The second biggest challenge is probably legacy IT environments and technical skill willing to bite off this challenge when other areas of the business are screaming for all the different reasons IT orgs are screamed at. That is, the business users don’t have the mastery of some basic skills needed to drive an omnichannel approach – or even the knowledge that such an approach is feasible or can be done – and those technical capabilities that could advise them have more pressing issues, like the business being hacked by hordes, or an ERP migration gone sour, or all the other levels of IT pain.

What skill-set or skill-sets do you recommend those trying to drive omnichannel strategies should develop?

I think customer journey mapping would be pretty important, in terms of understanding how to get stakeholders to see a view of reality that has fidelity to how customers see the world and work out both the priorities and the conflicts. Second would be around governance, I’d say, but I’m not sure that’s an official skill or skill-set to many. Visa’s recently hired a head of marketing governance, which I think is a start and a demonstration that it’s a skill.

You need someone who can help the organization understand and engineer its own priorities, and motivations, and teams, and outputs, and customer interactions, in a way that would eventually allow some machine-readability. Someone who can take the organisation through the thought process of “right, so we are transitioning from a region>>channel>>product set approach to our logic to a segment>>journey phase>>solution approach to our logic, and what does that mean?”.

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How do you reconcile omnichannel’s cross-silo, cross-channel nature with the usual funding and resourcing model of an enterprise?

As I mentioned, these things typically need to be organized around addressing a business priority that cuts across channels and the teams that are organized into them. That kind of person sees the channel-minded approach as a hindrance until the channel teams get onboard to the bigger agenda.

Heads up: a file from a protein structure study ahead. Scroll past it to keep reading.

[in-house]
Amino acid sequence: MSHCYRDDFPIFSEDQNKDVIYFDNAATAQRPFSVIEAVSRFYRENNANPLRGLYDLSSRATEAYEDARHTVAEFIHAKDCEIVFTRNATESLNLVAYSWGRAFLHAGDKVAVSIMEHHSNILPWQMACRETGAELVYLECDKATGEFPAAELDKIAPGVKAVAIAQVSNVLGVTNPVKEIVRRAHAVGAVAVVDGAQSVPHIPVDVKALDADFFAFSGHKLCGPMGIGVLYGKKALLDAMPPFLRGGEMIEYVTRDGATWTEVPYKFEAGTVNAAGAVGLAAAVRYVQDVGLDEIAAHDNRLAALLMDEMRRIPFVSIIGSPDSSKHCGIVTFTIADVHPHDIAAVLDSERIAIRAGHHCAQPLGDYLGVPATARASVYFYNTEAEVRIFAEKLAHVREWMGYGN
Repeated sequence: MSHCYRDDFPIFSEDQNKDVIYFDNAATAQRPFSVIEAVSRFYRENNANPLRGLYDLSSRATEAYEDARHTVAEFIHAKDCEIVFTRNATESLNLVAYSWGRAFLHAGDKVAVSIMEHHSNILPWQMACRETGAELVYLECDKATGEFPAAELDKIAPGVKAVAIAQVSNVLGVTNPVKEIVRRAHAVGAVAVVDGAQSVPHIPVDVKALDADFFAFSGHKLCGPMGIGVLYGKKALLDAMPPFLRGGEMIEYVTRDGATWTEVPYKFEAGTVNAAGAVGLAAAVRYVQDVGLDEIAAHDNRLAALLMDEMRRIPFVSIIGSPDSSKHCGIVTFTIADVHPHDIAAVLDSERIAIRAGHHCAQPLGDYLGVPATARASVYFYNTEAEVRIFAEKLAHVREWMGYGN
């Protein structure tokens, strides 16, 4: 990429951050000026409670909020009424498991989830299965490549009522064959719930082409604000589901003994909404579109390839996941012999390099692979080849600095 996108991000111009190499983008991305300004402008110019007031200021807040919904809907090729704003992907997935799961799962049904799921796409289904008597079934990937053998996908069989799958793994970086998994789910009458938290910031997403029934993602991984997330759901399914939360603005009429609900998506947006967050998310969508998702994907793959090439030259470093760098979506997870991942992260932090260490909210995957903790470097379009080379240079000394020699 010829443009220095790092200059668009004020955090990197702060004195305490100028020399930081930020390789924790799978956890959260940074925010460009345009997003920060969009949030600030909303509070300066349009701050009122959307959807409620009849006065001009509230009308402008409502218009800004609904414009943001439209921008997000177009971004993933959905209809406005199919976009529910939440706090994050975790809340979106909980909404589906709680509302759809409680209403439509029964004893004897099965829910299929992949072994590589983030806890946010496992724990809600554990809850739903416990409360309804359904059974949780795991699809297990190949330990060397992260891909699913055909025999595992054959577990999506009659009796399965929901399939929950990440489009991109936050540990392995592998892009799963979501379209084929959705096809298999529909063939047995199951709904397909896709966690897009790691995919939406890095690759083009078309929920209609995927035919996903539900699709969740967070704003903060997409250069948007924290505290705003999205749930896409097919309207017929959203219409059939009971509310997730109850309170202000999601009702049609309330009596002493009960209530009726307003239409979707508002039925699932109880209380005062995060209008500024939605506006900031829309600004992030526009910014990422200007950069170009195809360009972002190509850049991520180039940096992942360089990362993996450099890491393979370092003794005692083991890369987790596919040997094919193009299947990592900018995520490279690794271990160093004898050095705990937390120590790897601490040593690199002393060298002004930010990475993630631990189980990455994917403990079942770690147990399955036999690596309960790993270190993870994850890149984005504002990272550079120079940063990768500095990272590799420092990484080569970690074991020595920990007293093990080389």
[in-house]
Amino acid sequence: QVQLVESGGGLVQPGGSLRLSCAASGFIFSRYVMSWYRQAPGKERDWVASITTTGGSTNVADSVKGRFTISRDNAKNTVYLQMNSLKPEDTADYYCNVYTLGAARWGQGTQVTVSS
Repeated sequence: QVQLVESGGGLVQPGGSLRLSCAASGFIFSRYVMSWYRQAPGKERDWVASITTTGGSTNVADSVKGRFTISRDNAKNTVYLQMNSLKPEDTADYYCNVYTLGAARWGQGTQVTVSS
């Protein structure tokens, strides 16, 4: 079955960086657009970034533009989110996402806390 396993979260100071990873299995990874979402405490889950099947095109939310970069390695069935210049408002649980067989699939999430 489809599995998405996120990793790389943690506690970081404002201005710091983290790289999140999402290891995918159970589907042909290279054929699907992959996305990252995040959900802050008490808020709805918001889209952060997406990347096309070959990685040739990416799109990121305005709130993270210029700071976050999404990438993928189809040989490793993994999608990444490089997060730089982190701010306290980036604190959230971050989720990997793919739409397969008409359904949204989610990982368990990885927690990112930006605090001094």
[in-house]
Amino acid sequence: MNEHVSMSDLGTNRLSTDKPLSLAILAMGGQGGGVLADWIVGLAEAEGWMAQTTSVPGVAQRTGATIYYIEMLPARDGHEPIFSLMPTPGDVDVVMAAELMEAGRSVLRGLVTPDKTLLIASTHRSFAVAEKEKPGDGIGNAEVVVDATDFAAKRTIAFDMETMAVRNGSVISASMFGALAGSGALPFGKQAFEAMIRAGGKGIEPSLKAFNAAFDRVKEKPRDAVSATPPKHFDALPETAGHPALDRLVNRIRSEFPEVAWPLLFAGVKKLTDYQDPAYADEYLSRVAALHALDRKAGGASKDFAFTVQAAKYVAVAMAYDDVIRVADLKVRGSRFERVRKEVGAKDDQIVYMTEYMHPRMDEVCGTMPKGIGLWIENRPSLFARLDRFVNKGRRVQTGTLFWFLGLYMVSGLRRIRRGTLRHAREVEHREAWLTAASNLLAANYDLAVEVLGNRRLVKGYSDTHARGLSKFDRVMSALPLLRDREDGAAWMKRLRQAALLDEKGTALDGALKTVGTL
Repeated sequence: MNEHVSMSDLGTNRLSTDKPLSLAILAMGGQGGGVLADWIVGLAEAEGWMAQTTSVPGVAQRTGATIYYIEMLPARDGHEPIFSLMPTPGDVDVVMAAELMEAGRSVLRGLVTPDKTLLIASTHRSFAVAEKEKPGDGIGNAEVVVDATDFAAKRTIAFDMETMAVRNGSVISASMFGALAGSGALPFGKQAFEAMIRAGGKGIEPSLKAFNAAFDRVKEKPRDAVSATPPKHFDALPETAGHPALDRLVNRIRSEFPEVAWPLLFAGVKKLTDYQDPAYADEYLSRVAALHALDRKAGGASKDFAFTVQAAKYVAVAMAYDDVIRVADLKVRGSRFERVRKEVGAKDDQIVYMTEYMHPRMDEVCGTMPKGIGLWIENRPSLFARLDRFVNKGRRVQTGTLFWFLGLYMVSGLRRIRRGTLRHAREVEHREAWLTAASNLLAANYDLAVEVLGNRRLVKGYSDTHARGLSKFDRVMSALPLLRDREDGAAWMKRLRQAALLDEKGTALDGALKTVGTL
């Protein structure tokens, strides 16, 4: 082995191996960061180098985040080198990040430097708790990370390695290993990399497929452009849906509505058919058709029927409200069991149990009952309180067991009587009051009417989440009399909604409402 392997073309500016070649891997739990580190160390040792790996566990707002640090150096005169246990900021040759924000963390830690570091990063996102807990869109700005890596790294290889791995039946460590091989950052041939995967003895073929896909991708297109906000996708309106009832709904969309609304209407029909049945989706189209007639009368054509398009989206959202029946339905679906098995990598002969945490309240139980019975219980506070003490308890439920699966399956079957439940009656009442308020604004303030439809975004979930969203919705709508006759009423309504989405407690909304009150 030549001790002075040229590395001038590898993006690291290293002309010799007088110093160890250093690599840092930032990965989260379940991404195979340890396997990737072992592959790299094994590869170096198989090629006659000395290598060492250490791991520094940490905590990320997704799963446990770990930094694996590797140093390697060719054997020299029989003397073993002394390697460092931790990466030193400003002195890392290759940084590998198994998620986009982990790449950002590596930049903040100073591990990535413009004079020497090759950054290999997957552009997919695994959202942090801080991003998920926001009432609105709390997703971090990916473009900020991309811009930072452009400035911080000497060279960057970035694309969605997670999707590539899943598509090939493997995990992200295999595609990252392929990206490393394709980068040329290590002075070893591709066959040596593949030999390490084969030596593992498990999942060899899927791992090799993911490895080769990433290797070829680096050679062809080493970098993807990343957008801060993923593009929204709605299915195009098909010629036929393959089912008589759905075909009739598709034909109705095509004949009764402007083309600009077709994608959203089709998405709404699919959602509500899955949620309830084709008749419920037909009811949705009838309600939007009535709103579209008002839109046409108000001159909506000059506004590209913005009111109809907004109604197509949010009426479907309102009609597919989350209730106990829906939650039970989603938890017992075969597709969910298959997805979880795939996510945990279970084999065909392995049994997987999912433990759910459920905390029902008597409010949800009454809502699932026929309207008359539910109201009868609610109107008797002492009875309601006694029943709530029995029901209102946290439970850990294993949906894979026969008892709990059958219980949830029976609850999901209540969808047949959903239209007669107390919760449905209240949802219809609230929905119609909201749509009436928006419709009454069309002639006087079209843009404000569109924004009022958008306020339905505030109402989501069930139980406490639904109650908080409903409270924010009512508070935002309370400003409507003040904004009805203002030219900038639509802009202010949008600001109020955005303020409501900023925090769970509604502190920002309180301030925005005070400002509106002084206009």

Sure, they’ll see some of their mojo slip away, but ultimately they’re at the service of the business’s strategic direction. Take, for example, a major apparel maker where the desire to renew a product catalog meant taking a wrecking ball to the catalog approach and organization, to become a product content service function for the entire business. That kind of stuff is liberating. Constructive destruction.

Top down or bottom up? How should you move forward?

I’m pretty convinced it has to be top-down, or it at least needs top-down sponsorship that understands why things need to be done the way omnichannel things propose things be done. And it needs to align with a high-level initiative that has clear and unblinking support from the business; i.e. “we need to get our customer engagement on an entirely different level or our business will simply die”. I’ve heard that from not a few companies in the services (specifically, financial services) space, but it’s broadly applicable.

How should you move towards omnichannel? Big bang or incremental change?

I think big bang’s a bad idea. Omnichannel for omnichannel’s sake is a bad idea. It’s all about the purpose it’s serving, and signposting what underlies the purpose and what actually drives the fulfilment.

“How did this happen? What was involved? Why was it done like this? Oh, you call it omnichannel content? OK, then. It was valuable; is this approach applicable to these other problems we see here, here, and here?”

Size probably isn’t the right place to start. Start with the business priorities, and where an omnichannel approach could serve those. The ambition level will probably decide itself.

What books do you recommend to learn more?

I liked the “Designing Connected Content” book by Carrie Hane and Mike Atherton. I’d be mugged if I didn’t plug a Forrester production – specifically, “Outside In“, I guess. It’s a little long in the tooth but explains well one of the underlying tectonic shifts that puts omnichannel in a grander, customer-obsessed context.

I also really like the “Content Design” book by Sarah Richards. It’s not explicitly about omnichannel content, but the way it thinks about content and experiences is good seminal stuff for why we’re thinking omnichannel content.

Bonus question! Do you have any omnichannel thought-leaders you recommend our audience follow?

I don’t do bonuses 😉 . However, I interviewed Noz Urbina for my research report, as well as a lot of other good people, including Cruce Saunders, Rahel Anne Bailie, Jeff Eaton, Meghan WalshHugh Zettel, Jennifer Battalin, George Hammer, James Naylor, a long list of fellow Forrester analysts (Nick Barber was a co-author, and Mark Grannan, Cheryl McKinnon, Michele Goetz, and Rusty Warner were all consulted) and finally so many different technology vendors that I dare not name a few as all the rest will give me endless grief.

About Ryan Skinner, Forrester

Based in London, Ryan primarily contributes to Forrester’s offerings for B2C marketing professionals. He analyzes how marketers should pivot from campaign- and channel-focused strategies to content- and customer-focused ones. In this context, Ryan leads Forrester’s research on content marketing, content strategy, customer engagement, and content intelligence for marketers.